Welcome! Please use the navigational links on your left to explore our website.

Company Logo Shop Now
   Allis Chalmers Case Farmall IH Ford 8N,9N,2N Ford
   Ferguson John Deere Massey Ferguson Minn. Moline Oliver
Classified Ads
Photo Ads
Tractor Parts

Discussion Forums
Project Journals
Tractor Town
Your Stories
Show & Pull Guide
Events Calendar
Hauling Schedule

Tractor Photos
Implement Photos
Vintage Photos
Help Identify
Parts & Pieces
Stuck & Troubled
Vintage Ads
Community Album
Photo Ad Archives

Research & Info
Tractor Registry
Tip of the Day
Safety Cartoons
Tractor Values
Serial Numbers
Tune-Up Guide
Paint Codes
List Prices
Production Nbrs
Tune-Up Specs
Torque Values
3-Point Specs

Tractor Games
Just For Kids
Virtual Show
Museum Guide
Memorial Page
Feedback Form

Yesterday's Tractors Facebook Page

Related Sites
Tractor Shed
Ford 8N/9N Club
Today's Tractors
Garden Tractors
Classic Trucks
Kountry Life
Tool Talk Discussion Forum

Re: Correct question to Google to get wire gauge information

[Show Entire Topic]  

Welcome Guest, Log in or Register
Author  [Modern View]
John T

07-15-2020 09:05:47

Report to Moderator

Stan, the way I was taught at NEC Seminars wayyyyyyyyyyy back when I practiced power distribution, was to:

1) Compute the "maximum continuous current"

2) Size the conductors to have a minimum ampacity of 125% of that

3) Provide Overcurrent Protection to protect the wire

4) Compute the line voltage drop (depends on current, wire and distance) and if its excessive upgrade the conductor size.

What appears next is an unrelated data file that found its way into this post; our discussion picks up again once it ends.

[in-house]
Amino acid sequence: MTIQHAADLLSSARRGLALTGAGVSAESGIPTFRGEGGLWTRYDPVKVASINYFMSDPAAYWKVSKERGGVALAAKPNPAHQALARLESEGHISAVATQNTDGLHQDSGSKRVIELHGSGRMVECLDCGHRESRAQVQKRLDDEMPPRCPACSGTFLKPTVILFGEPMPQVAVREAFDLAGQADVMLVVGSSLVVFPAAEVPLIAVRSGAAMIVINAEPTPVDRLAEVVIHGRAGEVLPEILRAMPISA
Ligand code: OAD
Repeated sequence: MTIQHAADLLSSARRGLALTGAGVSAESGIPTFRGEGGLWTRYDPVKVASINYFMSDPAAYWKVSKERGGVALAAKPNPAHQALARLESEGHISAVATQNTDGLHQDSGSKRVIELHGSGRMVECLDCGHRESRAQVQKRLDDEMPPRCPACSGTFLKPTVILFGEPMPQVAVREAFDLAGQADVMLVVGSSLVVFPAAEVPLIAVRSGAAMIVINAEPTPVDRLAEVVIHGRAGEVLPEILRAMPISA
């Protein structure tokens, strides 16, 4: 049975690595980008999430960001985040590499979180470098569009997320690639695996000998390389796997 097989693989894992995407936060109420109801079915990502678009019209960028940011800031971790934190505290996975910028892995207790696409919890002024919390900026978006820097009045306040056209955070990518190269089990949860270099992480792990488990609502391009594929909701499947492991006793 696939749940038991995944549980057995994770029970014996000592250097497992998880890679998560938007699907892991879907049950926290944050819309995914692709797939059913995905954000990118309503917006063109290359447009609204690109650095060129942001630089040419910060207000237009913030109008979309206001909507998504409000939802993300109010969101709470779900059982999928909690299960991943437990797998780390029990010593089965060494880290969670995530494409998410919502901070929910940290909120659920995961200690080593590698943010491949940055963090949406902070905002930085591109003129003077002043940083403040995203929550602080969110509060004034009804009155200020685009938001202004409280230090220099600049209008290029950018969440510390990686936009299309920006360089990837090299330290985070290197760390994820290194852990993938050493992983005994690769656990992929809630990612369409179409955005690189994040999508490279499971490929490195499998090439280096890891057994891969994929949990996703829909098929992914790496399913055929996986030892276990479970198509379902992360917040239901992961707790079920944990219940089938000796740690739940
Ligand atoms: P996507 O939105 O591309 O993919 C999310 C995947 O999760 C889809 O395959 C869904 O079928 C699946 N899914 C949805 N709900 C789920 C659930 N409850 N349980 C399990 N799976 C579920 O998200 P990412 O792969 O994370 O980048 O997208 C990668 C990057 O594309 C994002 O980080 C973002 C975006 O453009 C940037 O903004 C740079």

Voltage drop calculators are all over the net, all you need to know is the current, wire and distance EASY PEASEY

NOTE in a series circuit you can have different components or conductors etc drop voltage, and it makes no difference where they are in the circuit, first last or in the middle. The goal is to minimize wasted line voltage drop so the intended load gets as much as possible so you DO NOT have wasted I Squared R energy and heat losses in the line

If there are different size conductors in the line you would need to compute the voltage drop on each one. The bigger conductors have less per foot while the smaller conductors would have more. Compute each then add them all up piece of cake

Heres as an example ONLY, not the best not the worst, of an online Voltage Drop Calculator


John T Long retired and rusty EE so no warranty

[Log in to Reply]   [No Email]
[Show Entire Topic]     [Options]  [Printer Friendly]  [Posting Help]  [Return to Forum]   [Log in to Reply]

Hop to:

We sell tractor parts!  We have the parts you need to repair your tractor - the right parts. Our low prices and years of research make us your best choice when you need parts. Shop Online Today. [ About Us ]

Home  |  Forums

Copyright © 1997-2020 Yesterday's Tractor Co.

All Rights Reserved. Reproduction of any part of this website, including design and content, without written permission is strictly prohibited. Trade Marks and Trade Names contained and used in this Website are those of others, and are used in this Website in a descriptive sense to refer to the products of others. Use of this Web site constitutes acceptance of our User Agreement and Privacy Policy

TRADEMARK DISCLAIMER: Tradenames and Trademarks referred to within Yesterday's Tractor Co. products and within the Yesterday's Tractor Co. websites are the property of their respective trademark holders. None of these trademark holders are affiliated with Yesterday's Tractor Co., our products, or our website nor are we sponsored by them. John Deere and its logos are the registered trademarks of the John Deere Corporation. Agco, Agco Allis, White, Massey Ferguson and their logos are the registered trademarks of AGCO Corporation. Case, Case-IH, Farmall, International Harvester, New Holland and their logos are registered trademarks of CNH Global N.V.

Yesterday's Tractors - Antique Tractor Headquarters

Website Accessibility Policy